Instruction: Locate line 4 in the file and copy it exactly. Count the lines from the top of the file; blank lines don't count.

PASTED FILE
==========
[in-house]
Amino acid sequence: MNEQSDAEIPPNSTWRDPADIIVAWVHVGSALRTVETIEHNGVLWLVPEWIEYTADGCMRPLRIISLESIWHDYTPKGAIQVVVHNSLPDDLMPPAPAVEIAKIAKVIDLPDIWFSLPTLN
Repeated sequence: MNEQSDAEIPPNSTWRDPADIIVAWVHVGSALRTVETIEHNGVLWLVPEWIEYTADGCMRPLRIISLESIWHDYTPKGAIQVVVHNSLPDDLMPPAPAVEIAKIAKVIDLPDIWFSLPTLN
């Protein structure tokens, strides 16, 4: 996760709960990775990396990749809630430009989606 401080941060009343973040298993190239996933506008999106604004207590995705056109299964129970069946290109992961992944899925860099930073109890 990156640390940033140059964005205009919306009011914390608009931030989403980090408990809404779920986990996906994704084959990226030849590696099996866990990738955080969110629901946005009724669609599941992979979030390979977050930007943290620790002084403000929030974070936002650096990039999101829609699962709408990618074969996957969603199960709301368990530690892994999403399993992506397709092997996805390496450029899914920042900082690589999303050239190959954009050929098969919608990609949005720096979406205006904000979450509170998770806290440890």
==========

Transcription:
């Protein structure tokens, strides 16, 4: 996760709960990775990396990749809630430009989606 401080941060009343973040298993190239996933506008999106604004207590995705056109299964129970069946290109992961992944899925860099930073109890 990156640390940033140059964005205009919306009011914390608009931030989403980090408990809404779920986990996906994704084959990226030849590696099996866990990738955080969110629901946005009724669609599941992979979030390979977050930007943290620790002084403000929030974070936002650096990039999101829609699962709408990618074969996957969603199960709301368990530690892994999403399993992506397709092997996805390496450029899914920042900082690589999303050239190959954009050929098969919608990609949005720096979406205006904000979450509170998770806290440890």